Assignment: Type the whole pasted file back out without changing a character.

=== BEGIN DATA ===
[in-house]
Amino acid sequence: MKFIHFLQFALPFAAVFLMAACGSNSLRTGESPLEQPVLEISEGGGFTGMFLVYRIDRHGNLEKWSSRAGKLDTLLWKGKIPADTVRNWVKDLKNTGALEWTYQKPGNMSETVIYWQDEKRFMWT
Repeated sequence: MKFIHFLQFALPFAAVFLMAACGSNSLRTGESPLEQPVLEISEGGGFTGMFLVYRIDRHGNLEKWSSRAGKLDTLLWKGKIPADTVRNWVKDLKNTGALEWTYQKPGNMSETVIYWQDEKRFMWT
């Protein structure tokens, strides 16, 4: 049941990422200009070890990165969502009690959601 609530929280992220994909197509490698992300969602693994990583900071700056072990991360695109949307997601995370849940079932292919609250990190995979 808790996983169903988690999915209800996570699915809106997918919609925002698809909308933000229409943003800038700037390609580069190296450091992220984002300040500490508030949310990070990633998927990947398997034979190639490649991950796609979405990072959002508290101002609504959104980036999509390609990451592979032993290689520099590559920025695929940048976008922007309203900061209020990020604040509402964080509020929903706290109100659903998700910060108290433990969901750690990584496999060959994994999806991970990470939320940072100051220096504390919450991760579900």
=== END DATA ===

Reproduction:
[in-house]
Amino acid sequence: MKFIHFLQFALPFAAVFLMAACGSNSLRTGESPLEQPVLEISEGGGFTGMFLVYRIDRHGNLEKWSSRAGKLDTLLWKGKIPADTVRNWVKDLKNTGALEWTYQKPGNMSETVIYWQDEKRFMWT
Repeated sequence: MKFIHFLQFALPFAAVFLMAACGSNSLRTGESPLEQPVLEISEGGGFTGMFLVYRIDRHGNLEKWSSRAGKLDTLLWKGKIPADTVRNWVKDLKNTGALEWTYQKPGNMSETVIYWQDEKRFMWT
């Protein structure tokens, strides 16, 4: 049941990422200009070890990165969502009690959601 609530929280992220994909197509490698992300969602693994990583900071700056072990991360695109949307997601995370849940079932292919609250990190995979 808790996983169903988690999915209800996570699915809106997918919609925002698809909308933000229409943003800038700037390609580069190296450091992220984002300040500490508030949310990070990633998927990947398997034979190639490649991950796609979405990072959002508290101002609504959104980036999509390609990451592979032993290689520099590559920025695929940048976008922007309203900061209020990020604040509402964080509020929903706290109100659903998700910060108290433990969901750690990584496999060959994994999806991970990470939320940072100051220096504390919450991760579900």